That night, we returned to the Colony. We sat a day and a night on the floor on a straw mat. We then went to a Polish acquaintance, a miller called Branek. He received us nicely and brought us food and drink.

We stayed in Branek's barn for seven weeks.

[Page 256]

One day he came to us with the news that Jews are being sought. He suggested we dig up a bunker. We did so. We dug at night and we spread the earth in such a way that no one would notice.

Again, we sat there for seven weeks. One night we came out and went to someone called Tsingalovsky.


Isrolik Diamant


He lived near the forest. There awaited us good news: Elie Teig's daughter and Peshke Bitterman were alive and the Spasovs had escaped into town. Every night- so Tsingalovsky told us- they came to him for food.

To our delight, they did not have full confidence in Tsingalovsky and stopped coming. We went out to look for them.

Passing a pile of straw, we saw a basket full of potatoes and bread. I had a revolver at that time, which Branek had given me.

[Page 257]

Since I had already allowed myself to stop near the basket, we quickly found the frightened women hidden in the straw. Surprised by this happening, they fell on us, crying, and begged us to take them with us in our flight. But how can “guests” in our situation take along other “guests”? We obtained a bottle of whiskey and honey from Tsingalovsky. We came to Branek, drank up with him and told him, sobbing, about the women. “Go bring them”-he said- “It is the same risk for me.”

I embraced and kissed this good man.

So, we brought them. They were torn, swollen and full of wounds. We found clothes for them. The wounds healed. Then they were sick with a stomach illness. In time, they became healthy again.



The winter passed.

In the meantime, with Branek's help. I obtained a rifle. I felt freer to move in the area.

One March, 1943 Day, I saw, in the field, two men running. I stopped them. They were Jews from Ludomir who had been expelled, with their families, by their “do-gooder”.

They were ready to pay well for a hiding place, for some space. I informed Branek and he agreed to take them in. It was a family of five people: an old woman and two daughters, a son-in-law and the bridegroom of the other daughter. They also brought a couple from Zmushets. The man's name was David. The latter had a child living with a gentile. He went to get the child, but he never returned. (All the others live now in America). Branek went to where they told him to go and he brought back a wagon full of goods.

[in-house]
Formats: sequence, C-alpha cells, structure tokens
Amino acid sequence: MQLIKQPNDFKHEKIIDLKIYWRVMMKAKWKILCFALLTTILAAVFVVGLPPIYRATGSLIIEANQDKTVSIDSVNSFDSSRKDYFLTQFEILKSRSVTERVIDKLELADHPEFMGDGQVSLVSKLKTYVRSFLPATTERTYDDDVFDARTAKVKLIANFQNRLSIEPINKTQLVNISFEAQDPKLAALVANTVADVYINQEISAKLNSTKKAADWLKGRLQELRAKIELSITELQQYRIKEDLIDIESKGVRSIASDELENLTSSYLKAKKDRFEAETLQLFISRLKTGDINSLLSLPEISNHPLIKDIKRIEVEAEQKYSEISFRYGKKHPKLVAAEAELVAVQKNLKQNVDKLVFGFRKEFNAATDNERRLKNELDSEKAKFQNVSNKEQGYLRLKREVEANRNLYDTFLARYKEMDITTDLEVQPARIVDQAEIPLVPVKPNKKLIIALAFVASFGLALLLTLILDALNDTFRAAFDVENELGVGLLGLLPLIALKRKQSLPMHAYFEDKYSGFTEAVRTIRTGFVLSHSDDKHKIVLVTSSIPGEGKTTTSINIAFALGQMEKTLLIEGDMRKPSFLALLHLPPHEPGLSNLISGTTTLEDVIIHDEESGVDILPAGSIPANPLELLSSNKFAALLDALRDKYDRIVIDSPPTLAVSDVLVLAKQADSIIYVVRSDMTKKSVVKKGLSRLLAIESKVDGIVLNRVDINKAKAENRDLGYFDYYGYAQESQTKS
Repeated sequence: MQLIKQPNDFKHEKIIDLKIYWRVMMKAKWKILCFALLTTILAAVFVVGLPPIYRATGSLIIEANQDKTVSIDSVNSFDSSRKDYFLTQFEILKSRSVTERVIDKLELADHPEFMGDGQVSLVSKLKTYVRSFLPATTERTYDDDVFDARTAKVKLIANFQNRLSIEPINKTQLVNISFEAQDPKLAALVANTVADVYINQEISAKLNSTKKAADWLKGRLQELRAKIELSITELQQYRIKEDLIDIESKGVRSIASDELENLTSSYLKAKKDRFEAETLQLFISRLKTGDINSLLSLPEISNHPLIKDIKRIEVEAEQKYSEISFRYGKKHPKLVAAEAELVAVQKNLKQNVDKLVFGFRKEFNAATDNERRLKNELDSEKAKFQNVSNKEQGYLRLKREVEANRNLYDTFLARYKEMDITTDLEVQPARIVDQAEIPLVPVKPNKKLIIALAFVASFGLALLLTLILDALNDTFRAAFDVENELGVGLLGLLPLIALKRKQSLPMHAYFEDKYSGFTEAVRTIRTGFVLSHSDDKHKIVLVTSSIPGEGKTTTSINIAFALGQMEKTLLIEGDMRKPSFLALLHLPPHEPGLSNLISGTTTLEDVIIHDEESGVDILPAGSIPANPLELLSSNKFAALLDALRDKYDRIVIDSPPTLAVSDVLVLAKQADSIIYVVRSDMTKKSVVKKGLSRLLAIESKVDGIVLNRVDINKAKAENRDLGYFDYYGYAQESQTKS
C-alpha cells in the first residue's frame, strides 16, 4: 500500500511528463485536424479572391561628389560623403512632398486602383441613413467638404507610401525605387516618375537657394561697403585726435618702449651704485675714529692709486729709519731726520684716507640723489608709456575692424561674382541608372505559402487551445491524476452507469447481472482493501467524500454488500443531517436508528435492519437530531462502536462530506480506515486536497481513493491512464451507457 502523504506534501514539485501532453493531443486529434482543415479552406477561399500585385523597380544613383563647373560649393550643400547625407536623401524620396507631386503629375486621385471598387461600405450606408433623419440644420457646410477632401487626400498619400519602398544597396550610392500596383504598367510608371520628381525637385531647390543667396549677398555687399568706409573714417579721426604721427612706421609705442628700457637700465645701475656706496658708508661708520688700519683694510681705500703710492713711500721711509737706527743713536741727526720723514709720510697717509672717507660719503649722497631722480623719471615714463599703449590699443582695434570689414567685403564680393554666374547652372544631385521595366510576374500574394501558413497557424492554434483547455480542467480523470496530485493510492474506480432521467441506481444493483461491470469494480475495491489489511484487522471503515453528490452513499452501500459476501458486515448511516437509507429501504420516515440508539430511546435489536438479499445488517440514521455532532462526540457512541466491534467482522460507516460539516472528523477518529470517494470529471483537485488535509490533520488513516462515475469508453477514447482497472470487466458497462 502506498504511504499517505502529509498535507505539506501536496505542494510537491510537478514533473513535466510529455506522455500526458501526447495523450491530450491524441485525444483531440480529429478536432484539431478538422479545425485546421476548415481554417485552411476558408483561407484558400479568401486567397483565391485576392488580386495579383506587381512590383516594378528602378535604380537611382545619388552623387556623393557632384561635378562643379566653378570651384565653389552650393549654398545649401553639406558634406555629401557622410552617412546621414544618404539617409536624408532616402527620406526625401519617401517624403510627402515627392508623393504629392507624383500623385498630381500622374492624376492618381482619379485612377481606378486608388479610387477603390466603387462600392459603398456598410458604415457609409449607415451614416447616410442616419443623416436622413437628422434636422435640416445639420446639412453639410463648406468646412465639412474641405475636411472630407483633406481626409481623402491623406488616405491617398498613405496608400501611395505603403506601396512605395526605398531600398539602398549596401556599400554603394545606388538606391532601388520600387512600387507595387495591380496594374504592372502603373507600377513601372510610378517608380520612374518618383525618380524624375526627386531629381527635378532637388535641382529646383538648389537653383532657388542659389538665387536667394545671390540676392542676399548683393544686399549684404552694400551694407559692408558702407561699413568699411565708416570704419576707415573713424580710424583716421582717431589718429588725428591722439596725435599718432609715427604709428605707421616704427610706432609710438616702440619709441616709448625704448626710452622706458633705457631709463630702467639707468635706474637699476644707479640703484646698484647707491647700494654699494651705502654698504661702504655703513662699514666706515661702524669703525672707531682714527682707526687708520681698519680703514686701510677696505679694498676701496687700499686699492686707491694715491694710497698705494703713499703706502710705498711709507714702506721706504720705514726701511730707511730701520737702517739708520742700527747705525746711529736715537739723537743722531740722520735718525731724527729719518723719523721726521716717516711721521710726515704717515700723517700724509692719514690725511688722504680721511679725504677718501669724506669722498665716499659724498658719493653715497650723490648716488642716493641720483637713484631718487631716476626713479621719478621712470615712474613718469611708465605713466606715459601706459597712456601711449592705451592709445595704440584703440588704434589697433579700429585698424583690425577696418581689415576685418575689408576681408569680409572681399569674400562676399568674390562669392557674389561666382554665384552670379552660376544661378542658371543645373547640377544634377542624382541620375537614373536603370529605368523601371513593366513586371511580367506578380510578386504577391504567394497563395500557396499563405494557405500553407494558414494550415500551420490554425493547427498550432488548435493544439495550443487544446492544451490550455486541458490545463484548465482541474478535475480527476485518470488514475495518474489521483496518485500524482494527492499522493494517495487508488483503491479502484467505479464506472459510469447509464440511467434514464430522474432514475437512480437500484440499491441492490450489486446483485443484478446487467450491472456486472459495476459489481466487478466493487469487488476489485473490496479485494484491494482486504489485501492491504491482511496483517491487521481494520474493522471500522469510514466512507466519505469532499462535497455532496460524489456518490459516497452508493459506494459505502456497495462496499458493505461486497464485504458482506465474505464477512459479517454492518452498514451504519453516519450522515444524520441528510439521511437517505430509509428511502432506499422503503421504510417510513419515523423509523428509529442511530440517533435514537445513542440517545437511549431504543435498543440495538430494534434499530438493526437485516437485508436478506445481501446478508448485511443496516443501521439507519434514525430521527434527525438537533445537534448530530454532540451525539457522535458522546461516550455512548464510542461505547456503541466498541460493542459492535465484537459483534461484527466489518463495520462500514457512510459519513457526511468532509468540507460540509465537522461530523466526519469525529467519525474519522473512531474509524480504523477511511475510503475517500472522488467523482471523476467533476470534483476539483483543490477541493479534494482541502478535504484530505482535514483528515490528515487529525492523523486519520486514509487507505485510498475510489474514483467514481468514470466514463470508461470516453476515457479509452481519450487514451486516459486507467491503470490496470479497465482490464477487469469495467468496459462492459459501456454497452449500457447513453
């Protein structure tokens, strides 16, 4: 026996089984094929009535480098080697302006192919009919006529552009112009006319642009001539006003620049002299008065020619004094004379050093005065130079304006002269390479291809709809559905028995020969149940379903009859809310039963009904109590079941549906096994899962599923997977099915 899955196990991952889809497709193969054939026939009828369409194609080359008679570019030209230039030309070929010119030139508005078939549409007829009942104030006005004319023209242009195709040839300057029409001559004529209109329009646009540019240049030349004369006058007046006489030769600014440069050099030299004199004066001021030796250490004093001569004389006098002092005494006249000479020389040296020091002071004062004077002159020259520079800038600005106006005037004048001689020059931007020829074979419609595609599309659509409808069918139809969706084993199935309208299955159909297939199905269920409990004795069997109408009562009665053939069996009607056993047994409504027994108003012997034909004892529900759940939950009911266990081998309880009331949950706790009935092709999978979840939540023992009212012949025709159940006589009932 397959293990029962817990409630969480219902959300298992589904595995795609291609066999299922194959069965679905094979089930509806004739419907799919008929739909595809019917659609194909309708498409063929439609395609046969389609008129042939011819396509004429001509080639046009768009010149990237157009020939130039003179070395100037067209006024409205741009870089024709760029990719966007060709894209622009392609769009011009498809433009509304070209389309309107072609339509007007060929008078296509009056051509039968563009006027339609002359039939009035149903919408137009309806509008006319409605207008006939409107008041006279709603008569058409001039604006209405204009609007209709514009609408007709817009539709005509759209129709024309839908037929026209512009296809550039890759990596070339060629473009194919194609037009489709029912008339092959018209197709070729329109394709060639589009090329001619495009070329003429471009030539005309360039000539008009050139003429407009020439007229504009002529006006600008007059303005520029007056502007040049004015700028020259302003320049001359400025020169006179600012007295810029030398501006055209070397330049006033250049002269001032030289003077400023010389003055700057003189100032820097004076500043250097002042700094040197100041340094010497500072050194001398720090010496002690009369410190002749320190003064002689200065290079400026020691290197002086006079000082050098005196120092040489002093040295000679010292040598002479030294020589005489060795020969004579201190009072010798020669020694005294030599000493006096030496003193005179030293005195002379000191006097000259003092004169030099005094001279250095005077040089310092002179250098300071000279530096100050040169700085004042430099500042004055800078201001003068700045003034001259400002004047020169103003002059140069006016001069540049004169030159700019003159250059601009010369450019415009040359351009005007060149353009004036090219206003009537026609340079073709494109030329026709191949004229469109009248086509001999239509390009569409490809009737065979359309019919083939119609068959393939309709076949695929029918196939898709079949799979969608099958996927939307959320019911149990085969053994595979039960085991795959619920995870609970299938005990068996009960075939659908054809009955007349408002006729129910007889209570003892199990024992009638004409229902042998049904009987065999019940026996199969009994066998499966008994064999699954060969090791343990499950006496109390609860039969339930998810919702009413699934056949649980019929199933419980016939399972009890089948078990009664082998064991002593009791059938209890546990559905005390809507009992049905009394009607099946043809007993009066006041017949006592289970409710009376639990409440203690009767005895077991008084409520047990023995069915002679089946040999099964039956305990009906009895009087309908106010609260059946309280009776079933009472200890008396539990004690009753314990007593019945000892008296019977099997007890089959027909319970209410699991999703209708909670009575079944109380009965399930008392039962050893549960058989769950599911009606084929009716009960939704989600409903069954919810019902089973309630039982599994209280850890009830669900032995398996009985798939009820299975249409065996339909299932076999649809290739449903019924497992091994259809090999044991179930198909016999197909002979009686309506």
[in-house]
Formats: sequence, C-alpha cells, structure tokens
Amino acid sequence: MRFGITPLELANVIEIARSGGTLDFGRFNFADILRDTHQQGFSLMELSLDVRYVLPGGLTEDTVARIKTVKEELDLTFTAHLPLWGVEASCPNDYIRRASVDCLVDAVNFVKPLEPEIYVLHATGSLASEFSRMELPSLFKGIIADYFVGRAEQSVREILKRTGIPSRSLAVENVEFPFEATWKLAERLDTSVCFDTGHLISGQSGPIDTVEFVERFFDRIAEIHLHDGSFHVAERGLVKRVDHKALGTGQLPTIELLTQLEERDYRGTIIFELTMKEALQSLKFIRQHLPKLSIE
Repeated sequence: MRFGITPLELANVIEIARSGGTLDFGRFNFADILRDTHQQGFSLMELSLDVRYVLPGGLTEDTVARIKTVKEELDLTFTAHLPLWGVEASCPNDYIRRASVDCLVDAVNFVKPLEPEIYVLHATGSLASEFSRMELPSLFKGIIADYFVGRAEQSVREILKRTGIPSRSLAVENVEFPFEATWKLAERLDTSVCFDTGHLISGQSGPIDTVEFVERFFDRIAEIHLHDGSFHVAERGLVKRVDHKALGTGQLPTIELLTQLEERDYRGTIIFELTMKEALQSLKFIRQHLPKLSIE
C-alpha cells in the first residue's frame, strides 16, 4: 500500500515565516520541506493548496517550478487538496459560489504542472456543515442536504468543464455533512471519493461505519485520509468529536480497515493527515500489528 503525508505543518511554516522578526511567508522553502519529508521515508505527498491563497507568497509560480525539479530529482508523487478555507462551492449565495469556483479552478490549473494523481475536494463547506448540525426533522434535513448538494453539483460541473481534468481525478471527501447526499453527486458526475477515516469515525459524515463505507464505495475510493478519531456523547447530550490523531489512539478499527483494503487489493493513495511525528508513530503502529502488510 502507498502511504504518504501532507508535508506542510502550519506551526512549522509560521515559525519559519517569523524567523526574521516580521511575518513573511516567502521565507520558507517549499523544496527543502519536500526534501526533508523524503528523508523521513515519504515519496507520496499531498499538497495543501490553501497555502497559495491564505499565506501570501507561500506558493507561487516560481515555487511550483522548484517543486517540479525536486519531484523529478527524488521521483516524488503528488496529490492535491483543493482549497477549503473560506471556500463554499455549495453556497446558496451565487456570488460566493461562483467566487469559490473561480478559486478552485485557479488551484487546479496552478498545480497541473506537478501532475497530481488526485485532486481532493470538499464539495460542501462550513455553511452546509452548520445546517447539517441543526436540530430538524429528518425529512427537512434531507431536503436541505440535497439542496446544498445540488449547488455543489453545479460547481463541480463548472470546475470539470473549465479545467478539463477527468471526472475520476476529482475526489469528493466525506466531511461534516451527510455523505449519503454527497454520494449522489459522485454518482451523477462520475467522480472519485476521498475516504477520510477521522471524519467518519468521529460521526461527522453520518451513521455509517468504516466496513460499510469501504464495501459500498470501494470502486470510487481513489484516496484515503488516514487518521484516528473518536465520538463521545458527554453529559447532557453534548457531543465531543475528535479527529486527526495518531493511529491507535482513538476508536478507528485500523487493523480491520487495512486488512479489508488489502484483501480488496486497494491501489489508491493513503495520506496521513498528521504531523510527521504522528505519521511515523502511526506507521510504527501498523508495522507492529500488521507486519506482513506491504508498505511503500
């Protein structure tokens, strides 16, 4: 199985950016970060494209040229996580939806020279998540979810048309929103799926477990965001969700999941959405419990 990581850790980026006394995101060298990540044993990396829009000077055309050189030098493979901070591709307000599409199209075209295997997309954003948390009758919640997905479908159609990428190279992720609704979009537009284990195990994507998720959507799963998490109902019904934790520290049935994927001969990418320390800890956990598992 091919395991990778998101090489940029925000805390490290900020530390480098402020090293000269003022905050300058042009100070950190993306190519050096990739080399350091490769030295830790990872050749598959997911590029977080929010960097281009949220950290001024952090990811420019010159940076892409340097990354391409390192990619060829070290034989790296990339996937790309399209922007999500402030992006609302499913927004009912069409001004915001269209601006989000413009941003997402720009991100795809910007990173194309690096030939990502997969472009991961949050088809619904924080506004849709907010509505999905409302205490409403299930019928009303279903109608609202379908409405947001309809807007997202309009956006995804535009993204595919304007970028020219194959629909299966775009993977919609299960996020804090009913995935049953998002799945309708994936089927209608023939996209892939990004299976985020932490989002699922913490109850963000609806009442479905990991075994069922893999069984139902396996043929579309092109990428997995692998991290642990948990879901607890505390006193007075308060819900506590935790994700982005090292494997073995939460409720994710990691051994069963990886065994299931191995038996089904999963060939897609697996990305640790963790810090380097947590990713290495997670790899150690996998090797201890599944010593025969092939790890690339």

We lived in the bunker for several months. The entrance to it was through a trough.

At that time, there was a Ukrainian band of hooligans in the area- Benderovtsky's people. They searched for Jews and Poles- even more than fight the Germans.

[Page 258]

Branek was afraid of a night raid, had left his house and only came to check from time to time.

This is how our situation was even more unsafe.

We had a radio appliance. We once heard an unclear bit of news. We went to Tsingalovsky, who also had a radio, to clarify the news. On this occasion, Tsingalovsky told us that David Rotenstein is with him, but he is afraid to keep him. We found him in a pile of straw, naked, shoeless and swollen with hunger. We immediately took him with us.

Another time, Branek came with the news that our hiding place has been discovered. Here we were: myself, Elie Karsh, Peshke, the two Teig sisters and David Rotenstein. We went to the Ukrainian magistrate. The others remained in place until Branek moved them to a different location.

In time, though, we returned to Branek. We had also begun to show ourselves in the Colony. The only people remaining there were not prepared to denounce us.

Once, sitting with Elie in the house, a neighboring young gentile yelled: “Vensky is coming!”. Vensky was a German gendarme from the nearby police station.

We began to run away, but too late. Vensky stopped us. With him was David Rotenstein, who had pointed us out. The story went like this: the policeman had found David and the two girls at Branek's mill. They found my rifle there. When asked whose it was, the petrified young man had immediately given us up. We were surrounded by 40 Polish policemen, among them many acquaintances. Even the commander, Sondei was a good friend.

The acquaintances calmed us down and said they would not allow us to be killed. We maintained we did not know whose rifle it was and that we did not even know how to shoot. To our poor luck, they found, on Elie, a photograph of him standing wearing a military uniform. (Truthfully, he had been photographed in a uniform as a fantasy)

[Page 259]

The German became angry and slapped Elie in the face so hard that he was dripping blood. They then ordered him to show how he shoots -unsuccessfully.

We became hostile to David Rotenstein- as if we did not even know him.

We were taken to dig a pit. I turned my head and looked into commander Sondei's eyes.

The searing look had succeeded. Sondei ordered that we should be taken to the police station. He asked us if we knew where the partisans were situated. We replied “yes”. We were therefore taken straight to the station.

I had a gold watch, a pair of new shoes and a coupon for merchandise. I immediately went to the German commandant Vensky and gave him everything.

The next morning, Vensky asked me to take him to the village where there were Ukrainian partisans.

That day, the police had caught and arrested many of them. They found arms and ammunition. They also burned down the village. It was my first revenge on the Ukrainian murderers.

We spent two weeks in the lock up in the station. Elie and I went with the police to search for Ukrainian bandits. The women and David Rotenstein worked in the kitchen.